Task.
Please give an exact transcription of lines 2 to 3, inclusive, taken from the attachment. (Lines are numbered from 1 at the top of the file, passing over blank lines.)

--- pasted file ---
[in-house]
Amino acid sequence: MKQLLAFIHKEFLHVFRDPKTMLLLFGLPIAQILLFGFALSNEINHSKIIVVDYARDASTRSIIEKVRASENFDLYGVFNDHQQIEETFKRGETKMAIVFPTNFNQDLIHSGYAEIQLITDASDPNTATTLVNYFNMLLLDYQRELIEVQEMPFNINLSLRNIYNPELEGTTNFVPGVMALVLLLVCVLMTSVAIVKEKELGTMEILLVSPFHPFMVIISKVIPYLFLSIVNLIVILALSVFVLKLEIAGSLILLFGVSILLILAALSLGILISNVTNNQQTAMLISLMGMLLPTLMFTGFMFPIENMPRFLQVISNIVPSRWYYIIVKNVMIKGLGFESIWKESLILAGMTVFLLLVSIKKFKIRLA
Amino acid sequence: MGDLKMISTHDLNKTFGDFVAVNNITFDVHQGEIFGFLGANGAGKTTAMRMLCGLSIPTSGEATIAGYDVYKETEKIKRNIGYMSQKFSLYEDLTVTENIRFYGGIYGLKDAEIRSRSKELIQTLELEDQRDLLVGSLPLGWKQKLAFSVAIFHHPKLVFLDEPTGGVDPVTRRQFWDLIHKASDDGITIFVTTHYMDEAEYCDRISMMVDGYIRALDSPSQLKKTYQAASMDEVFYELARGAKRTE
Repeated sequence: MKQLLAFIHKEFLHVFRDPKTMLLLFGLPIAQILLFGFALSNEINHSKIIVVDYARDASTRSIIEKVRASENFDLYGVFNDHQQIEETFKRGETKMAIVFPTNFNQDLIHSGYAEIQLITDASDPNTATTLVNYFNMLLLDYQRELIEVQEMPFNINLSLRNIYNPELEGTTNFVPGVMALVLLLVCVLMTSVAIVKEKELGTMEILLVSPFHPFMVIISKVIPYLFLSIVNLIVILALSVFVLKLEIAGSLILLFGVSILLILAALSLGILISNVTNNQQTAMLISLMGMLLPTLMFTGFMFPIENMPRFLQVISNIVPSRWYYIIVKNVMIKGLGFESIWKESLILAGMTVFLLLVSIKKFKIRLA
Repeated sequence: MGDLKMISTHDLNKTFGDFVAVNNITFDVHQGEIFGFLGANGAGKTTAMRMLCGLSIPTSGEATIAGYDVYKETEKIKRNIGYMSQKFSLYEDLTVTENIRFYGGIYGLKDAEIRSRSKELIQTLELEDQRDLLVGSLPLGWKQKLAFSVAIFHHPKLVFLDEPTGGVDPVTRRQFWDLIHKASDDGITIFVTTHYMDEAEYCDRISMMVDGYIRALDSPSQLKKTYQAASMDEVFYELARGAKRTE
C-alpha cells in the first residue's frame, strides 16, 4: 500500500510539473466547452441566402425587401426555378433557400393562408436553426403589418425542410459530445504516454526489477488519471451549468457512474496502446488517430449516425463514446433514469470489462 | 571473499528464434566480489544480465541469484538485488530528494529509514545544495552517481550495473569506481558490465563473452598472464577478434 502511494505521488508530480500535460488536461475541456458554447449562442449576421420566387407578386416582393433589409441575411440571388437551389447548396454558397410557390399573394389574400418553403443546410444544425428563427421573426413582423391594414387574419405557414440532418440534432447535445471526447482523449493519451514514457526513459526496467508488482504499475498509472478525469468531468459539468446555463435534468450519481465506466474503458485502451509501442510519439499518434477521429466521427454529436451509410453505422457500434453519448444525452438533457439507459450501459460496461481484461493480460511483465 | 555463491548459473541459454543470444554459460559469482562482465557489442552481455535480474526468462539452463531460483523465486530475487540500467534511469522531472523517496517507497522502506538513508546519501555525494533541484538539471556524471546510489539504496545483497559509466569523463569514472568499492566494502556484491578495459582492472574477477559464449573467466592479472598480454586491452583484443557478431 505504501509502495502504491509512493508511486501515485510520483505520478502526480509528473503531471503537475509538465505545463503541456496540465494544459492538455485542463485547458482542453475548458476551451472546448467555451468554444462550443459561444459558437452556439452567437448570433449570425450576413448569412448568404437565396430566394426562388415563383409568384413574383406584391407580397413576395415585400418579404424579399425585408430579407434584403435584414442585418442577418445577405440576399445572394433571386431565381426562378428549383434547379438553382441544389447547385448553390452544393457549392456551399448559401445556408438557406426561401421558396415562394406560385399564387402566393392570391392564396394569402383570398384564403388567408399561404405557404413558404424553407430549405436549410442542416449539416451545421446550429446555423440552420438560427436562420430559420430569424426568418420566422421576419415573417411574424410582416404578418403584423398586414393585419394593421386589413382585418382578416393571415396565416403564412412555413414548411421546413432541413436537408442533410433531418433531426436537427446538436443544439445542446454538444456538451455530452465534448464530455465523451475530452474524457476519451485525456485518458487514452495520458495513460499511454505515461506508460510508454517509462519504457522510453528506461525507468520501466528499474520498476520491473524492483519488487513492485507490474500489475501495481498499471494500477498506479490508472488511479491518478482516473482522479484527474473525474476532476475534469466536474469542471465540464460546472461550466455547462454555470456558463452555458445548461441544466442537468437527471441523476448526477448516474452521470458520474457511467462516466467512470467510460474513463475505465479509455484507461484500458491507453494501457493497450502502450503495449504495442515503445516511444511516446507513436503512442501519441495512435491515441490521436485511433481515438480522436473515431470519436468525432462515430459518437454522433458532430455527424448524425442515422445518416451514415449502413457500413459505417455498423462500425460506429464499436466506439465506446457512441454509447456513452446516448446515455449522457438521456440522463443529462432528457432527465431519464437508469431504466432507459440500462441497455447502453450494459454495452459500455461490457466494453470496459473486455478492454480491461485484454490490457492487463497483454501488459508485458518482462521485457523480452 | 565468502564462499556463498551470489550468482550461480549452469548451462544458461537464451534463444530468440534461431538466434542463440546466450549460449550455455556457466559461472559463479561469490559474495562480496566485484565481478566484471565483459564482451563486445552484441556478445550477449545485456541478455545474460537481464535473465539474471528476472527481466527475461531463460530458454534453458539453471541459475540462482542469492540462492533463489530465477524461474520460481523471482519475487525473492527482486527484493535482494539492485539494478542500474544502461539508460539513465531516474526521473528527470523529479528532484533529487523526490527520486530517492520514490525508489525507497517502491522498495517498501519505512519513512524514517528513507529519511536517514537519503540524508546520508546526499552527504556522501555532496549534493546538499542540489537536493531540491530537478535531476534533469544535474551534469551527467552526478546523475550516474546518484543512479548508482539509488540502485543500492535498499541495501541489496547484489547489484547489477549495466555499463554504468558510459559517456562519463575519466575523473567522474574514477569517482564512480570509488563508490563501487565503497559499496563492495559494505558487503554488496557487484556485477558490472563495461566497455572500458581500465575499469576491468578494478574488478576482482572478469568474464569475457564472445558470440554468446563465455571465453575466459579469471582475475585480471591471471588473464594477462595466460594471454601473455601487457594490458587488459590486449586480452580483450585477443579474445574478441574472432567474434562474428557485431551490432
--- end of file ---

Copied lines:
Amino acid sequence: MKQLLAFIHKEFLHVFRDPKTMLLLFGLPIAQILLFGFALSNEINHSKIIVVDYARDASTRSIIEKVRASENFDLYGVFNDHQQIEETFKRGETKMAIVFPTNFNQDLIHSGYAEIQLITDASDPNTATTLVNYFNMLLLDYQRELIEVQEMPFNINLSLRNIYNPELEGTTNFVPGVMALVLLLVCVLMTSVAIVKEKELGTMEILLVSPFHPFMVIISKVIPYLFLSIVNLIVILALSVFVLKLEIAGSLILLFGVSILLILAALSLGILISNVTNNQQTAMLISLMGMLLPTLMFTGFMFPIENMPRFLQVISNIVPSRWYYIIVKNVMIKGLGFESIWKESLILAGMTVFLLLVSIKKFKIRLA
Amino acid sequence: MGDLKMISTHDLNKTFGDFVAVNNITFDVHQGEIFGFLGANGAGKTTAMRMLCGLSIPTSGEATIAGYDVYKETEKIKRNIGYMSQKFSLYEDLTVTENIRFYGGIYGLKDAEIRSRSKELIQTLELEDQRDLLVGSLPLGWKQKLAFSVAIFHHPKLVFLDEPTGGVDPVTRRQFWDLIHKASDDGITIFVTTHYMDEAEYCDRISMMVDGYIRALDSPSQLKKTYQAASMDEVFYELARGAKRTE